» for (j in seq_along(CV)) { Defining the weights that way is IMHO not what you intended. Or I don't understand what you intended. It is correct if you think in terms of the standard combination test and think further that you have to specify two weights for that. But since the two weights are connected by w, 1w the second is calculated within the function power.tsd.in() automatically. You only need to define w[1] in the input argument.The idea behind the maximum combination test now is: If our first pair of weights w, 1w (chosen anyhow) is not "optimal", choose a second pair of weights w*, 1w* which is more adapted to the real situation.If you were too optimistic in your planing of n2, i.e. have chosen n2 too low compared to what really happens in the sample size adaption, it would be wise to define w* lower than w. You do that, but your choice ( w in w[1]=0.999999, w* in w[2]=1e6 ) is too extreme I think and not your intention I further think. The second pair of weights w*=1e6, 1w*=0.999999 here is for a situation were the pvalues from the second stage nearly exclusively determine the overall outcome of the maximum combination test. The pvalues from the first stage data are downweighted with w*=1e6 .Hope this sermon is not too confusing. BTW: Choosing the weights "optimal" is for me a mystery. To do that, we had to know the outcomes of the two stages, but we don't have them until the study has been done. On the other hand we have to predefine them to gain strict TIE control. Hier beißt sich die Katze in den Schwanz. — Regards, Detlew 
Helmut Hero Vienna, Austria, 20180426 09:51 @ d_labes Posting: # 18733 Views: 714 

Dear Detlew, » Defining the weights that way is IMHO not what you intended. OK, I see! » BTW: Choosing the weights "optimal" is for me a mystery. To do that, we had to know the outcomes of the two stages, but we don't have them until the study has been done. On the other hand we have to predefine them to gain strict TIE control. Hier beißt sich die Katze in den Schwanz. Using the median of n.tot to define the weights from the sim’s was a – maybe too naïve – attempt. Other suggestions? Some regulatory statisticians prefer the first stage in a TSD to be like in a fixed sample design. For some combinations of n_{1}/CV in my grid this will be ≤ the median of n.tot. In other words, I’m not too optimistic but rather too pessimistic. Now what? Example: CV 0.1, GMR 0.95, target power 0.80. Fixed sample design’s n 8 (n_{1} ⇒ 12 acc. to GLs). n.mean and median of n.tot 12 with the default weights (0.5, 0.25). Even the 95% percentile of n.tot is 12. — Cheers, Helmut Schütz The quality of responses received is directly proportional to the quality of the question asked. ☼ Science Quotes 
d_labes Hero Berlin, Germany, 20180426 20:02 @ Helmut Posting: # 18734 Views: 680 

Dear Helmut, » ... » Using the median of n.tot to define the weights from the sim’s was a – maybe too naïve – attempt. Other suggestions? Some regulatory statisticians prefer the first stage in a TSD to be like in a fixed sample design. For some combinations of n_{1}/CV in my grid this will be ≤ the median of n.tot. In other words, I’m not too optimistic but rather too pessimistic. Now what? As I already said, DUNO really. » Example: CV 0.1, GMR 0.95, target power 0.80. Fixed sample design’s n 8 (n_{1} ⇒ 12 acc. to GLs). n.mean and median of n.tot 12 with the default weights (0.5, 0.25). Even the 95% percentile of n.tot is 12. » If you were pesssimistic, so in the spirit of the MCT ist would be wise to choose the second pair of weights with decreased value. Or do I err here ("real" n2 lower than the pessimistic)? If I'm right, possible values could be: w=0.999, w*=0.5 (or something like that value) Or we stay for that extremal case with the standard combination test? But to state it again: For me it is a mystery how to choose the weights. But I think it doesn't make so much difference if we are not totally wrong with our choosen weights. As far as I have seen so far for a small number of examples: The power is influenced only to a "minor" extent. The TIE is controlled, whatsoever weights we choose. — Regards, Detlew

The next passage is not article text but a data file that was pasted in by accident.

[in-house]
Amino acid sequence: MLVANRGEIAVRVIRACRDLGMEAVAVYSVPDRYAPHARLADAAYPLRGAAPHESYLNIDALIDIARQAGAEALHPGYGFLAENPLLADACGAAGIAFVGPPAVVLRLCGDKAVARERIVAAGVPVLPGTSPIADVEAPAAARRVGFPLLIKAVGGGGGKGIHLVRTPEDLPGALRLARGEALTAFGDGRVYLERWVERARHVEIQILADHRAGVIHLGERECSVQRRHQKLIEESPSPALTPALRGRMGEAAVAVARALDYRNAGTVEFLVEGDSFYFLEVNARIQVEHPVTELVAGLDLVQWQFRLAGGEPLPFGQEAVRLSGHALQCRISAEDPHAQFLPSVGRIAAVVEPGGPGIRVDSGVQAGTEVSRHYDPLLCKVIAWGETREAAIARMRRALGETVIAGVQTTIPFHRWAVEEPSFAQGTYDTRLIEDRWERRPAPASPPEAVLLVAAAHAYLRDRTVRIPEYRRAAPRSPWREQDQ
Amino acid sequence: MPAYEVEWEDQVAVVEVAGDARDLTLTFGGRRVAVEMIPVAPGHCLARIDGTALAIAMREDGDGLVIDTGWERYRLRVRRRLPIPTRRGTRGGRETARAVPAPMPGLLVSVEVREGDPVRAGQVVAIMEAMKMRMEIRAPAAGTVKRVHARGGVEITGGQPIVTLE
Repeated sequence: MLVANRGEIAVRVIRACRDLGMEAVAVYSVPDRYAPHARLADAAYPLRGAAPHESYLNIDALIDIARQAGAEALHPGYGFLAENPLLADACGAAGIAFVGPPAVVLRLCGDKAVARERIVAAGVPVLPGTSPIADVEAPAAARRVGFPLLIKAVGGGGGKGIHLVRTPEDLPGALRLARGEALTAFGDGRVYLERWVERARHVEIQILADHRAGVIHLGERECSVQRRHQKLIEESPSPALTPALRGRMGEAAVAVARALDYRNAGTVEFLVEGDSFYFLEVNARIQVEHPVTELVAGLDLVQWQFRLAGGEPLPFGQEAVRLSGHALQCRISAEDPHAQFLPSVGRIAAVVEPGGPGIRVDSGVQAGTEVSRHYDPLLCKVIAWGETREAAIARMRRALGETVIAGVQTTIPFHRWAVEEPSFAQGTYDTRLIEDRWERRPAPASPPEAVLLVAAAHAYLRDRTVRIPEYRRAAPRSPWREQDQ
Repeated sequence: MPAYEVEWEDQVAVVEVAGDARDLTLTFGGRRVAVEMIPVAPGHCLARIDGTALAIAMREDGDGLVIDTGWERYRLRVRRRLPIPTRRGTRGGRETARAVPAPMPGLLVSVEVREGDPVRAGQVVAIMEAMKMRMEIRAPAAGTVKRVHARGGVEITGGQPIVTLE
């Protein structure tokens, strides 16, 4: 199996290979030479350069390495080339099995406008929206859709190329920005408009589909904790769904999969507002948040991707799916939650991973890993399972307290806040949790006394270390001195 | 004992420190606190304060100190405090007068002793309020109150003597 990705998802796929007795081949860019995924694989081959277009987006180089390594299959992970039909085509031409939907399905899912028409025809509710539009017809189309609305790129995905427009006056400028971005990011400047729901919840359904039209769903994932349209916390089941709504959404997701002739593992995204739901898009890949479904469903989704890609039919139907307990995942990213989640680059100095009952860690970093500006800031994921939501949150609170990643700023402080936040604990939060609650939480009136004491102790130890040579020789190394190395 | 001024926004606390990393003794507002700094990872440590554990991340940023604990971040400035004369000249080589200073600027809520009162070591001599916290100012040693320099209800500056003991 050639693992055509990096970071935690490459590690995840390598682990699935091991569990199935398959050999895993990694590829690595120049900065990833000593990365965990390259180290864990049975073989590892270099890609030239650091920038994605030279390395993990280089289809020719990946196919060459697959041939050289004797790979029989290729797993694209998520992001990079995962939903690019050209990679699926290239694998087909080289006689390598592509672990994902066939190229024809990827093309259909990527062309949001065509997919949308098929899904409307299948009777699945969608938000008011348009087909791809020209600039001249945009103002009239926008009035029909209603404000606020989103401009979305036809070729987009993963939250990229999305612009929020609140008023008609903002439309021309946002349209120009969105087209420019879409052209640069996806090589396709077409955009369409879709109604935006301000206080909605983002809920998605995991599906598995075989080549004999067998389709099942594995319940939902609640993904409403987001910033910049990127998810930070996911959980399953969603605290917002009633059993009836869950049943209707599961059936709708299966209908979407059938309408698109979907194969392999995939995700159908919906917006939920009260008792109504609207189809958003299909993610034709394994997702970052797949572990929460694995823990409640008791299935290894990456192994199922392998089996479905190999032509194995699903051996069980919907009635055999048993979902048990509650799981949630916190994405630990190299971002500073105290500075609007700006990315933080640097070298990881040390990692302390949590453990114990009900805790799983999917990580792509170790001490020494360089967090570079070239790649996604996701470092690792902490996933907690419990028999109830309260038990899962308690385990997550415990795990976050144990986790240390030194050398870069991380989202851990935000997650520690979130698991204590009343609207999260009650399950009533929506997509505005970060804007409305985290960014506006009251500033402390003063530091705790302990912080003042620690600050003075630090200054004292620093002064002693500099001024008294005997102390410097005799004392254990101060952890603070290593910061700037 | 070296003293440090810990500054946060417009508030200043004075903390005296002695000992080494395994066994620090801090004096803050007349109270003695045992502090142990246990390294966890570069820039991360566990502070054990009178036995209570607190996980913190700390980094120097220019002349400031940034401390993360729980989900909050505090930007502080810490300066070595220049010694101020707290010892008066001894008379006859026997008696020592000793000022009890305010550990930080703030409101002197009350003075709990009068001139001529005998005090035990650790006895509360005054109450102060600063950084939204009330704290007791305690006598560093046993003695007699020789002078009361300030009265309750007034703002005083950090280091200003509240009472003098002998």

d_labes Hero Berlin, Germany, 20180509 13:53 (edited by d_labes on 20180509 14:25) @ Helmut Posting: # 18757 Views: 307 

Dear Helmut, I have tried to demystify some aspects of choosing w and w* for the maximum combination test by looking into some examples: Take n_{fix} as sample size in stage 1 (Helmut’s proposal) Guess: CV=0.2, theta0=0.95 > n_{fix} = 20 Choose n1 = n_{fix} = 20, i.e. w= 0.99, since w has to be <1. Guess was too pessimistic: e.g. true CV=0.15 > n_{fix} = 12 or theta0=0.975 > n_{fix} = 16 For both the sample size for stage 1 exceed the necessary total sample size of a fixed design. Thus a more realistic w* can’t be defined or should be set to the same value as w. This results in the standard combination test. Guess was too optimistic: e.g. true CV=0.25 > n_{fix} = 28 or theta0=0.925 > n_{fix} = 26 Both lead to a ‘more realistic’ w*= 0.71 or 0.77. Let's choose w* = 0.7 for simplicity. Power & sample size of the scenarios
N Take n_{fix}/2 as sample size in stage 1 (Maurer et al.) Guess: CV=0.2, theta0=0.95 > n_{fix} = 20 Choose n1 = n_{fix}/2 = 10, i.e. w= 0.5. Guess was too pessimistic: e.g. true CV=0.15 > n_{fix} = 12 or theta0=0.975 > n_{fix} = 16 This would let to a ‘more realistic’ w*= 0.83 or 0.625, respectively. Let's take for simplicity w* = 0.7. Guess was too optimistic: e.g. true CV=0.25 > n_{fix} = 28 or theta0=0.925 > n_{fix} = 26 Both lead to a ‘more realistic’ w*= 0.36 or 0.38. Let's take for simplicity w* = 0.4. Power & sample size of the scenarios
N Confusion :
— Regards, Detlew